Martinez has an edge to prove Souness wrong

Irish Daily Mail - - World Cup 2018 - Philip Quinn @Quin­ner61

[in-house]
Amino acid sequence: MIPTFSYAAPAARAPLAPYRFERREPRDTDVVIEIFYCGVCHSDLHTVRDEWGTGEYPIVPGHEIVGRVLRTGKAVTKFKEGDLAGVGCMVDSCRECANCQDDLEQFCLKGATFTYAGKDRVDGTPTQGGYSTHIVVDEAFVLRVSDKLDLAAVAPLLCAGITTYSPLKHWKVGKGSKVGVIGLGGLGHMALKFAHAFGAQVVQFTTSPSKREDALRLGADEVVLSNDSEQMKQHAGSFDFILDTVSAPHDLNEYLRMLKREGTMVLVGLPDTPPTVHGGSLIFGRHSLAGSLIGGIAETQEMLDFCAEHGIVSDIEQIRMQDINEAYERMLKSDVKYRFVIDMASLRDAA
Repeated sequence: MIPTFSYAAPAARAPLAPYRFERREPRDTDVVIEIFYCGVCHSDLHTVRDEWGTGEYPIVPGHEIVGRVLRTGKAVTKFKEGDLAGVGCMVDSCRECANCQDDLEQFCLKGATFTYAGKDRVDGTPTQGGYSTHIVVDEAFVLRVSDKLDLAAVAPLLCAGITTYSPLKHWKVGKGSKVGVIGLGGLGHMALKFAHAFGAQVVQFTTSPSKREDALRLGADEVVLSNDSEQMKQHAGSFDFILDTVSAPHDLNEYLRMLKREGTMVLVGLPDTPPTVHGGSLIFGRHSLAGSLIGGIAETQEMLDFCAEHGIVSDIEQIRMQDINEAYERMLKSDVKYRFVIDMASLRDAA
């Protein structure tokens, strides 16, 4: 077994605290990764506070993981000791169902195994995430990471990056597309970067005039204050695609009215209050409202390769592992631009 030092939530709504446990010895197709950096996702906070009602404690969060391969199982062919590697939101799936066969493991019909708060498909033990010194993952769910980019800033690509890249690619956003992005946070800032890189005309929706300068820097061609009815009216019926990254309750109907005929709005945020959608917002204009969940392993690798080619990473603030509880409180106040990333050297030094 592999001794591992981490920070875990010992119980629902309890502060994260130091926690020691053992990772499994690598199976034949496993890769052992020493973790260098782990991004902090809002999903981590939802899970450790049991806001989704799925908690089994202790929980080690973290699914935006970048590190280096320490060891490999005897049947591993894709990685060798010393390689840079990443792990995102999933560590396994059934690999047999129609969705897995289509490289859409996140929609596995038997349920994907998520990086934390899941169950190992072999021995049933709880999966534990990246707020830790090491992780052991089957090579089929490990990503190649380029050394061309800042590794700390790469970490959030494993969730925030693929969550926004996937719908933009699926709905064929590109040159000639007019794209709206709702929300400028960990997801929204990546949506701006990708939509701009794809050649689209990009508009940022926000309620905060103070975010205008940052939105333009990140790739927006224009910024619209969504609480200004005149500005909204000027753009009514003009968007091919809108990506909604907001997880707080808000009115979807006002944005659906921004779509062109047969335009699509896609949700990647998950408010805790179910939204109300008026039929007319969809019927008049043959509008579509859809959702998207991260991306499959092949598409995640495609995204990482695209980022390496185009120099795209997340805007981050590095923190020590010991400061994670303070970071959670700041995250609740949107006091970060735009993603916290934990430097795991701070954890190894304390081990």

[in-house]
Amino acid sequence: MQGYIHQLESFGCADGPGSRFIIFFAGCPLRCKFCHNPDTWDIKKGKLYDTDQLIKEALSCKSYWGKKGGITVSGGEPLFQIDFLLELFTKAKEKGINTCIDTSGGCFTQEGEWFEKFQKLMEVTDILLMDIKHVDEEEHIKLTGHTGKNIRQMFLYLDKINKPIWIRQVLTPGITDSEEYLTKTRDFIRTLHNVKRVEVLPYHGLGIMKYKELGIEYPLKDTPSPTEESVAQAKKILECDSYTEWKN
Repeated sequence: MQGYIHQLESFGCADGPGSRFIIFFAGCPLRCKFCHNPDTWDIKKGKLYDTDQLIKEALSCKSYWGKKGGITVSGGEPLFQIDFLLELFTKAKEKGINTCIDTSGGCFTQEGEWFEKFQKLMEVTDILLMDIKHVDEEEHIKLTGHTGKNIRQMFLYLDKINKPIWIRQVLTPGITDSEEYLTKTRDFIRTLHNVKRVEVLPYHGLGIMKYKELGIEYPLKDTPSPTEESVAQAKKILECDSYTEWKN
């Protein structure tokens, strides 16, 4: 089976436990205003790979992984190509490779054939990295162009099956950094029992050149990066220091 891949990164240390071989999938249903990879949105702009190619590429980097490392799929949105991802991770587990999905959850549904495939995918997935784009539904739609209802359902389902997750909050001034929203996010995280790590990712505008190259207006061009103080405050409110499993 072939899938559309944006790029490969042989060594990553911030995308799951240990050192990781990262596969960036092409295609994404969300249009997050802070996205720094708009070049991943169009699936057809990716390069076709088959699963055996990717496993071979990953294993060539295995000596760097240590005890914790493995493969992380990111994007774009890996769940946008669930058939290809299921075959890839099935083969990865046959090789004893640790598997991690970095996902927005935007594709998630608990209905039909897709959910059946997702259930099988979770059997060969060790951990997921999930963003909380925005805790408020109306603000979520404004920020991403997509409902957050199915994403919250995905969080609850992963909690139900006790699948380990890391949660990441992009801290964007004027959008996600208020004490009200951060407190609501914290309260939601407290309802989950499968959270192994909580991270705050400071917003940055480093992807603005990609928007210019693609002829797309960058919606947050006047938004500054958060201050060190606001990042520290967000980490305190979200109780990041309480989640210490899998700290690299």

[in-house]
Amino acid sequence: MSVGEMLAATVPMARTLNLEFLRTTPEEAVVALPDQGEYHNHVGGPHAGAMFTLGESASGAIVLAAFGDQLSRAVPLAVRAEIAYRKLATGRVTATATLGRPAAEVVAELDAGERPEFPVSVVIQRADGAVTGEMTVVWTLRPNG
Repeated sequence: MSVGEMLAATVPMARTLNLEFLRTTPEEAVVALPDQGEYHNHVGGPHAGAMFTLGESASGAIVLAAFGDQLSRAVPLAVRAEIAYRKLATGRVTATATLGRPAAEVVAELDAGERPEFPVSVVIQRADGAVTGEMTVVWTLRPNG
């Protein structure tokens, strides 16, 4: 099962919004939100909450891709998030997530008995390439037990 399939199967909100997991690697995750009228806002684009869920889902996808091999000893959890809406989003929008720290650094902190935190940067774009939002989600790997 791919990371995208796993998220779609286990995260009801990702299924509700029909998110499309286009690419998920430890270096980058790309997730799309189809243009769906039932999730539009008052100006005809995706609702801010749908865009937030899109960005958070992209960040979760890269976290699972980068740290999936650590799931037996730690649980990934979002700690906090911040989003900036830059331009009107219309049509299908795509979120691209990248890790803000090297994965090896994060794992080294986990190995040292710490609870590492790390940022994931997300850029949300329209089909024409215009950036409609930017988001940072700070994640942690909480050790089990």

WHEN Graeme Souness was in Dublin the other day for the launch of Vir­gin Me­dia Tele­vi­sion (nee TV3), he was asked what he thought of Bel­gium as World Cup con­tenders un­der Roberto Martinez. At the men­tion of the lat­ter, Souness ges­tured with his hands the­atri­cally, as if mim­ick­ing Martinez on the touch­line. When it was pointed out that Thierry Henry was also on the coach­ing ticket, Souness raised an eye­brow and shrugged. Reading be­tween the lines, Souness ap­peared to sug­gest he was un­likely to thrive as a player un­der Martinez (below) and Henry. As a TV pun­dit and news­pa­per colum­nist, the Scot is a man of con­vic­tion and no-non­sense. But was he not be­ing a bit harsh on Roberto and Co? Maybe it’s a Bel­gian thing. As a na­tion, they tend to be un­der­es­ti­mated and un­no­ticed. It’s not that long ago where folk in pubs would stare into their drinks in si­lence when asked to name three fa­mous Bel­gians. Apart from Her­cule Poirot, Herge (cre­ator of Tintin) and Eddy Mer­ckyx, there weren’t too many. From an Ir­ish foot­ball per­spec­tive, there will al­ways be Bel­gian names which send a shud­der down the spine. In the 1982 World Cup qual­i­fiers, they de­feated Ire­land 1-0 in a crucial qual­i­fier in Brus­sels with a grand act of sport­ing lar­ceny that made Henry’s hand­ball in Paris seem in­no­cent in com­par­i­son. Watch­ing on TV, it seemed clear some­thing was rot­ten that night. Ire­land had a per­fectly good goal by Frank Sta­ple­ton dis­al­lowed and many 50-50 de­ci­sions went against Eoin Hand’s team. Deep into the sec­ond half, Eric Gerets did a Swan Lake im­pres­sion and won a free from which Jan Ceule­mans headed in the win­ner. It was a kick in the pri­vates as that Ir­ish team richly de­served a shot at the World Cup fi­nals, which a draw that night would have se­cured. In the ’82 fi­nals, Bel­gium made it to the sec­ond stage and four years later, they reached the semi-fi­nals, which re­mains their in­ter­na­tional high-point, so far. Could they go further in Rus­sia? A part of me hopes they do. For all the Bel­gians are daft about cy­cling, foot­ball isn’t far be­hind in the na­tional con­scious. While the ‘Red Devils’ have never won a ma­jor tour­na­ment, they trav­elled to Uruguay in 1930 when the World Cup be­gan, and they’ve con­tested 13 fi­nals out of 21. On Fri­day, Bel­gium play Brazil in the quar­ter­fi­nals of the World Cup in Kazan. Most ob­servers don’t give them a prayer, Souness among them, you’d sus­pect. Even in the wake of their thrilling 3-2 win over Ja­pan on Mon­day night, crit­ics were high­light­ing Bel­gium’s on-field crank­i­ness, and Kevin De Bruyne’s lack of in­flu­ence. But they carry a threat that will worry Brazil – they have goals in their locker. In their four games so far, they’ve scored 12 times, with eight dif­fer­ent scor­ers. One of them, Marouane Fel­laini, con­tin­ues to put him­self about with mus­cu­lar ef­fec­tive­ness in op­po­si­tion penalty ar­eas. Cru­cially, they also are pre­pared to gam­ble. Against Ja­pan, they launched that thrilling counter-at­tack in the fi­nal mo­ments of stop­page time, capped by Nacer Chadli’s goal. Would any­one else how have shown that courage? Most likely, they’d have shut up shop and taken an ex­tra half hour. But that is not the Martinez way. Ex­pect plenty of touch­line ges­tures again and, at the fi­nal whis­tle, he may have cause to cel­e­brate again.

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